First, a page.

At least 215 patients had to be evacuated from NYU Medical Center when the backup generator failed. NBC's Rehema Ellis reports.
Power went out at a major New York hospital Monday night, just at the height of superstorm Sandy’s worst winds and flooding, forcing staff to evacuate at least 215 patients, including many who were critically ill.
A failed back-up generator forced NYU Langone Medical Center to send 93 patients to hospitals in the North Shore-LIJ health system, in emergency transfers one spokesman described as “traumatic.”
“They were literally carrying them down the stairs,” said Terry Lynam, spokesman for the North Shore-LIJ system.
Another 19 NYU patients, presumably cancer patients, went to Memorial Sloan-Kettering Cancer Center, said Chris Hickey, a hospital spokeswoman.
Critically ill patients, including babies, from the NYU Langone neonatal and pediatric intensive care units went to New York Presbyterian Hospital at both the Weill-Cornell and Washington Heights campuses, said spokeswoman Kathy Robinson.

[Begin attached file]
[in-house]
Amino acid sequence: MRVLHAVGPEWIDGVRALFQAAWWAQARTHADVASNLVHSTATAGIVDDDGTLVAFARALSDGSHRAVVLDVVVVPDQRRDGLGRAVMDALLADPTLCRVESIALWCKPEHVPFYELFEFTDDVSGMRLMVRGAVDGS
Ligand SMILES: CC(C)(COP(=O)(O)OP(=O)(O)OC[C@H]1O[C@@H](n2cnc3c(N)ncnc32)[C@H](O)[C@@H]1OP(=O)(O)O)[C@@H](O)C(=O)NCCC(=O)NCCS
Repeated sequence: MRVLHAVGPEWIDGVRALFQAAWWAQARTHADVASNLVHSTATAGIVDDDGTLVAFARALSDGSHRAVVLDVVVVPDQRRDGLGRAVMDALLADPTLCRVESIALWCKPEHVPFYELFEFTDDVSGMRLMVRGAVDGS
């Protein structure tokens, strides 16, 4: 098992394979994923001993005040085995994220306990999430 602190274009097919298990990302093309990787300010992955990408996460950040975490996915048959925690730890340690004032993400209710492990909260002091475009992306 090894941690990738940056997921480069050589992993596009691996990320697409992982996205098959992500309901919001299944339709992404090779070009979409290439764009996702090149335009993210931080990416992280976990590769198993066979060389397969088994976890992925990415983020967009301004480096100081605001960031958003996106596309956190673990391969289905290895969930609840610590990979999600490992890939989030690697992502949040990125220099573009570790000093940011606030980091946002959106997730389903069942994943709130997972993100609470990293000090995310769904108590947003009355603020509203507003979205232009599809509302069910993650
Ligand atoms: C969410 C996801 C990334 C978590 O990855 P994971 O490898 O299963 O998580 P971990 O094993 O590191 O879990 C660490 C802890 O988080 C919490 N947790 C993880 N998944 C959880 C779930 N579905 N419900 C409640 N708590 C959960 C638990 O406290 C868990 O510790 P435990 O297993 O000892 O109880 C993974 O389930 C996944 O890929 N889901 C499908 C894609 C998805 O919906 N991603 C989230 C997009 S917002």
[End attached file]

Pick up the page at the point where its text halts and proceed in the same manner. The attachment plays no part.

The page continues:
AT NYU Langone, the hospital’s telephone service, email and website were all down Tuesday morning.
“Due to the severity of Hurricane Sandy and the higher than expected storm surge, we are in the process of transferring approximately 215 patients within the medical center to nearby facilities,” the hospital said in a statement Monday.
Patients who were transferred from one hospital to another amid the howling storm were understandably shaken by the ordeal, said Lynam. He said social workers were being made available to patients who needed counseling or other assistance Tuesday.
“We are recognizing that this was obviously a traumatic incident,” Lynam said.
Mount Sinai Medical Center also joined in efforts to evacuate patients, the hospital said in a statement.
Across the city, other hospitals also opened their doors to evacuated patients. At St. Barnabas Hospital in the Bronx, Dr. Ernest Patti said hospital officials were in discussions with at least two other hospitals to accept patients after back-up power systems failed.
“We’re fortunate. We sit up on a high hill. We didn’t drown in the flooding,” said Patti, senior attending physician of emergency medicine.